Every year my class has an annual tradition-we call it Character Court. We do a unit on fairy tales, reading different versions comparing and contrasting. One of the things we pay particular attention to are the ethical dilemmas--because they are full of them! Was it right for Little Red Riding Hood to talk to a stranger and tell him where she was going? Was it right that Goldilocks is basically guilty of breaking and entering? Should Rapunzel's stepmother had kept her in a tower away from the problems in the real world?
After we explore these concepts, I assign roles to the students in partners. So we will have a Baby Bear and Goldilocks, Jack and the Giant (from Jack and the Beanstalk). I try to vary the pairings so they are not all princesses with their princes-so Cinderella may debate her stepmother or stepsister instead. The students come to me in pairs and write a little debate. It was wrong that you...... but I wanted to ....... And in the end they come to some sort of a solution to their problem. Little Red says she will share her muffins with the Wolf if he tries to be a Big "Good" Wolf instead of a bad one, etc.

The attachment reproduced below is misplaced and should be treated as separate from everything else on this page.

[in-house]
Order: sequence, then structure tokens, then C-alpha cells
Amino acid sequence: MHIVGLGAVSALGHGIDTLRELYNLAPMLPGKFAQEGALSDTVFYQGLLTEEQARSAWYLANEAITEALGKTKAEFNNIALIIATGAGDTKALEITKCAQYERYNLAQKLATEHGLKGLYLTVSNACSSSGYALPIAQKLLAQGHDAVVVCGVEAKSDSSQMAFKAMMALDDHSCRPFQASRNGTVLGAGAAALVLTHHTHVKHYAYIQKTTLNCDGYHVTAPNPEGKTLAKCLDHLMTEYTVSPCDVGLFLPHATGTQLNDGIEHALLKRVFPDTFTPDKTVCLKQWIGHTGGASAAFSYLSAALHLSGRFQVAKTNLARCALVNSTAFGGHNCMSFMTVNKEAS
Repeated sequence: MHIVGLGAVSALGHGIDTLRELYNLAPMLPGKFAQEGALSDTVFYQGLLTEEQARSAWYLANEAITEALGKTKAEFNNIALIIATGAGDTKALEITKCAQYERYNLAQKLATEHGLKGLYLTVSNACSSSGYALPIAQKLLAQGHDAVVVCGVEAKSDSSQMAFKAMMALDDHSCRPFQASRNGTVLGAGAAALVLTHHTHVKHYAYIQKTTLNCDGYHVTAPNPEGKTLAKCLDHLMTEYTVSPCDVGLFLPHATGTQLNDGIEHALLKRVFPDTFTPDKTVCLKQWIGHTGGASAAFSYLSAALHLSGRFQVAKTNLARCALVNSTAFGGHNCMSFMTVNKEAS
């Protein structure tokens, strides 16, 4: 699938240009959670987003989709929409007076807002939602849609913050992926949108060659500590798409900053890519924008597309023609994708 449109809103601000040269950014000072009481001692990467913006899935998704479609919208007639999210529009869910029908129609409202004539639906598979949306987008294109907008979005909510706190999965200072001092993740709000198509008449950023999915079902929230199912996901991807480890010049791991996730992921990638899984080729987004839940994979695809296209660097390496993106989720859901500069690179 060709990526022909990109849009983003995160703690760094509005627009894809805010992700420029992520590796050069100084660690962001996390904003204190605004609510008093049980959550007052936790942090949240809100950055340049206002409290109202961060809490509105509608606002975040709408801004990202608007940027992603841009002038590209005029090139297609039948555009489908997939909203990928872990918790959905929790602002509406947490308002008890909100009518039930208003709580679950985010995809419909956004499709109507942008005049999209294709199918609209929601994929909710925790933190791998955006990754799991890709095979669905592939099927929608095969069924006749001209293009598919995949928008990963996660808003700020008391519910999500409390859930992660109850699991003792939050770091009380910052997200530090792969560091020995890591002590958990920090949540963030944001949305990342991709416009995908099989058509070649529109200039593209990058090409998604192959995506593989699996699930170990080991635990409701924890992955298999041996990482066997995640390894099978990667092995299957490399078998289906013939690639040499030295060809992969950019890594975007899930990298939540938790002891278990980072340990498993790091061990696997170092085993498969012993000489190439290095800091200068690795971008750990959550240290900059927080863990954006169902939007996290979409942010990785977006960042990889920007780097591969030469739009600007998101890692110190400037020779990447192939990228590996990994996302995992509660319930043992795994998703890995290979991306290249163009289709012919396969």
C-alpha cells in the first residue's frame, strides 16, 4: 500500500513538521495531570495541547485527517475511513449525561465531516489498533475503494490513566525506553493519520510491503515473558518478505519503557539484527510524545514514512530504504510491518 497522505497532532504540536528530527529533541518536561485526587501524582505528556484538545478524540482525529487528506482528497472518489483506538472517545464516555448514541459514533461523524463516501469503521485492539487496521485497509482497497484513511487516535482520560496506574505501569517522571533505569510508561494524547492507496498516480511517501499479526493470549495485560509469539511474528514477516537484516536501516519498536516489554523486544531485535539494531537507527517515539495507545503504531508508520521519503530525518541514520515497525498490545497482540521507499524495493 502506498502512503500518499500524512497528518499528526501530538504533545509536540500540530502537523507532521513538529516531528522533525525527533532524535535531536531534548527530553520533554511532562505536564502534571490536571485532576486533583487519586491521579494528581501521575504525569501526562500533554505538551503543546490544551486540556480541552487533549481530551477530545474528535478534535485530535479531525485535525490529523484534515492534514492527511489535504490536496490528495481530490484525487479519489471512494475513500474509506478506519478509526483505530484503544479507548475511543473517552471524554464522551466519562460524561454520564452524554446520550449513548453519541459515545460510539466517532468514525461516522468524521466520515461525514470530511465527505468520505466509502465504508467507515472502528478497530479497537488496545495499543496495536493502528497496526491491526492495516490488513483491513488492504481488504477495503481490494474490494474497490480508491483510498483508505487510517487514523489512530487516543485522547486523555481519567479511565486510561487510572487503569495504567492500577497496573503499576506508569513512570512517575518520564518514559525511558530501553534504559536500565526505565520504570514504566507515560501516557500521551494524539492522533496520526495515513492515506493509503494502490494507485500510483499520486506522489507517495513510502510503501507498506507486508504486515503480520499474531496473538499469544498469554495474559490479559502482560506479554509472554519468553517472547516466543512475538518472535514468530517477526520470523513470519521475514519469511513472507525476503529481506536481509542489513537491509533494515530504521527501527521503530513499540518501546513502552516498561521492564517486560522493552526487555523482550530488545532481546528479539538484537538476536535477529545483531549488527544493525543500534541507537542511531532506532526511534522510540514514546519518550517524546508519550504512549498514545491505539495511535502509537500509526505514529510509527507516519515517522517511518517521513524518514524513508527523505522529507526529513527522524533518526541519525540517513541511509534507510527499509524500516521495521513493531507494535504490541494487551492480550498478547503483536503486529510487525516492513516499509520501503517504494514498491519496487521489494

They also work together to paint a backdrop which is 2 tri-fold boards taped together. I really let them have creative vision over that board. Some of them came out very abstract or impressionist this year-but they are authentic! On the big day they come dressed in their costumes and recite their debates for their parents. A lot of work goes into it, but I think it's really a successful performance assessment.
Here are some examples from this year:
Gingerbread Girl-they took so much time painting the details of their kitchen.
Cinderella-this was the ballroom.
Goldilocks and the 3 Bears
Hansel and Gretel-they painted things like spiders to make the witch's house scary.
Jack and the Beanstalk
Little Red Riding Hood
Peter Pan (are those the cutest alligators you have ever seen!)
The Gingerbread Girl and the Old Man who made her
Goldilocks and Baby Bear